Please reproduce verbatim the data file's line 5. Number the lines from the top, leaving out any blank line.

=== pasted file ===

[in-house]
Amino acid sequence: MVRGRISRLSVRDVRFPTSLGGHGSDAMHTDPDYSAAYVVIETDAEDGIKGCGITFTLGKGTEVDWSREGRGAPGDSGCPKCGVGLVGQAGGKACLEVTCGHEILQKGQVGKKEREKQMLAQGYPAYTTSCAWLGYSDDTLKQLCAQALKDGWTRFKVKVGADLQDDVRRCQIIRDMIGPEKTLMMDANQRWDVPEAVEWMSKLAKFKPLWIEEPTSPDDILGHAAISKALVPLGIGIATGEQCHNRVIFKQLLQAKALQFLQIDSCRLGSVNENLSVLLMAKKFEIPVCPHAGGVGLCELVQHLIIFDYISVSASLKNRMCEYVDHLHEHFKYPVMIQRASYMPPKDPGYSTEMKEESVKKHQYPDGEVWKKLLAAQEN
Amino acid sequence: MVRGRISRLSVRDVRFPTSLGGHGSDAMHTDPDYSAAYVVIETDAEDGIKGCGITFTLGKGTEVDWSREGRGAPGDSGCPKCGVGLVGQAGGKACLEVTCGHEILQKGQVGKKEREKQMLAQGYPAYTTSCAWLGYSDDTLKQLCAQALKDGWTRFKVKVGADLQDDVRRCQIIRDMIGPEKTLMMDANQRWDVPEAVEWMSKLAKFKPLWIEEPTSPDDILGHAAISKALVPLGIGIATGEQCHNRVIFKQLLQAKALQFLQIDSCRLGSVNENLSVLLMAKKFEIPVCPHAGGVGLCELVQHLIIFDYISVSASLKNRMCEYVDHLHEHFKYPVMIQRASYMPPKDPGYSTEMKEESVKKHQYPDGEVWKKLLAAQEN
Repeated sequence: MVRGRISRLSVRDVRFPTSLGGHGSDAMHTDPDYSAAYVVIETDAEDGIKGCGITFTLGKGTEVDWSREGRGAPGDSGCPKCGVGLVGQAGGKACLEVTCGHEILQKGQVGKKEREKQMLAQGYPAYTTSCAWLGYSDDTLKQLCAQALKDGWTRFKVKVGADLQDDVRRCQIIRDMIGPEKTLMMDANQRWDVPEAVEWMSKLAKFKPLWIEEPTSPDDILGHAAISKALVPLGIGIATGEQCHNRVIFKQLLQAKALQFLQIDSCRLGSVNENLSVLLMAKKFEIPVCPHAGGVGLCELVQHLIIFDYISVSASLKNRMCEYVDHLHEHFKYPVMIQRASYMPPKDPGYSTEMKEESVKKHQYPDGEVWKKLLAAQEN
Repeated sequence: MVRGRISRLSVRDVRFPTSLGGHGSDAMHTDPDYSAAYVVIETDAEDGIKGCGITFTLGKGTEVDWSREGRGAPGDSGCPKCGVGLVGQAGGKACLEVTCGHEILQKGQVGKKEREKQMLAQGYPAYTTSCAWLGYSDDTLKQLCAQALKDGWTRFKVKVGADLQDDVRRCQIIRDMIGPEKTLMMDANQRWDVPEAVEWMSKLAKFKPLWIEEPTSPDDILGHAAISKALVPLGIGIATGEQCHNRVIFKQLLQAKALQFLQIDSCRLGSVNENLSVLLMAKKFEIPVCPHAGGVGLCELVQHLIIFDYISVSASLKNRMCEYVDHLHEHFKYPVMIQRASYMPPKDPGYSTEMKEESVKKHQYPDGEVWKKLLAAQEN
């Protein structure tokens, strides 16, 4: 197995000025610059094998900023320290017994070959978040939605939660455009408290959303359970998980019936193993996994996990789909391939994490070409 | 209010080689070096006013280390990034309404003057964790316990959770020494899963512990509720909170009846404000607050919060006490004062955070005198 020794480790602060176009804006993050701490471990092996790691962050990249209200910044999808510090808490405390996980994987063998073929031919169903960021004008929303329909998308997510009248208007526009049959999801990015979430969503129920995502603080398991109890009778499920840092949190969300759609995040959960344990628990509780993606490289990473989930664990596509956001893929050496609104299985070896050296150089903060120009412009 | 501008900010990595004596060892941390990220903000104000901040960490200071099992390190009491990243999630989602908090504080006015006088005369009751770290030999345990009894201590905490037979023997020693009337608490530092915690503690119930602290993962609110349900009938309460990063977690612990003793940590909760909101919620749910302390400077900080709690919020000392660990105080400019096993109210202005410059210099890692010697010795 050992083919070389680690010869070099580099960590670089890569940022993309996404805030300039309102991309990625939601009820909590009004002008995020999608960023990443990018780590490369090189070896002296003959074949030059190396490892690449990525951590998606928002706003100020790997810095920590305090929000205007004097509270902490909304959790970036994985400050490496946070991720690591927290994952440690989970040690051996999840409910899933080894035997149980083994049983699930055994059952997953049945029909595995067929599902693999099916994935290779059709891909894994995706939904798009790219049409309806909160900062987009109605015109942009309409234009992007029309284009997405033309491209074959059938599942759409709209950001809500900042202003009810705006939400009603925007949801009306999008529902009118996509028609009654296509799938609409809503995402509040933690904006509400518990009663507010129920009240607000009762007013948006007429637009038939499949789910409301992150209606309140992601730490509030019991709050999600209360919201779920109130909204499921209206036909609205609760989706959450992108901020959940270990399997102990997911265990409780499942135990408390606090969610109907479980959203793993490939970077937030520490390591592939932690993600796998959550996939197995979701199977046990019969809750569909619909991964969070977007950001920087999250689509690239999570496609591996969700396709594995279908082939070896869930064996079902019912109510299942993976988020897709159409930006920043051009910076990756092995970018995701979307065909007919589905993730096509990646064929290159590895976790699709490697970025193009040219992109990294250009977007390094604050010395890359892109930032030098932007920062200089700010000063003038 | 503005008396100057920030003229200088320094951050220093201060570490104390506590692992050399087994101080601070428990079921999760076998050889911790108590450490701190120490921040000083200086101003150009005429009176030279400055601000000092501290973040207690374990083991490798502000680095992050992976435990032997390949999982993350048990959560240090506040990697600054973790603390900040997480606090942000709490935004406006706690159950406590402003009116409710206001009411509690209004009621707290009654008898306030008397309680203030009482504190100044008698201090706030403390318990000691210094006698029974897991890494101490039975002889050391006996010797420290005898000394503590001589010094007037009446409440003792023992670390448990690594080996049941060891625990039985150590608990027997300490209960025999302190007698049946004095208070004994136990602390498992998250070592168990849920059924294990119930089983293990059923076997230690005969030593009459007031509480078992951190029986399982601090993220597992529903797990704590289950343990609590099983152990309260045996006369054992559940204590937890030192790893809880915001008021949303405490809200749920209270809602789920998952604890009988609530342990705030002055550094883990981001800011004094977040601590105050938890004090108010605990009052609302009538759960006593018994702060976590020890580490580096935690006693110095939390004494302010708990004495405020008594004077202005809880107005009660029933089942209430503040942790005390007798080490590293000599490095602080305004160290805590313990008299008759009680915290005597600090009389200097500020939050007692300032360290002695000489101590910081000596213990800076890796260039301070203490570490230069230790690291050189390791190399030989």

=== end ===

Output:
Repeated sequence: MVRGRISRLSVRDVRFPTSLGGHGSDAMHTDPDYSAAYVVIETDAEDGIKGCGITFTLGKGTEVDWSREGRGAPGDSGCPKCGVGLVGQAGGKACLEVTCGHEILQKGQVGKKEREKQMLAQGYPAYTTSCAWLGYSDDTLKQLCAQALKDGWTRFKVKVGADLQDDVRRCQIIRDMIGPEKTLMMDANQRWDVPEAVEWMSKLAKFKPLWIEEPTSPDDILGHAAISKALVPLGIGIATGEQCHNRVIFKQLLQAKALQFLQIDSCRLGSVNENLSVLLMAKKFEIPVCPHAGGVGLCELVQHLIIFDYISVSASLKNRMCEYVDHLHEHFKYPVMIQRASYMPPKDPGYSTEMKEESVKKHQYPDGEVWKKLLAAQEN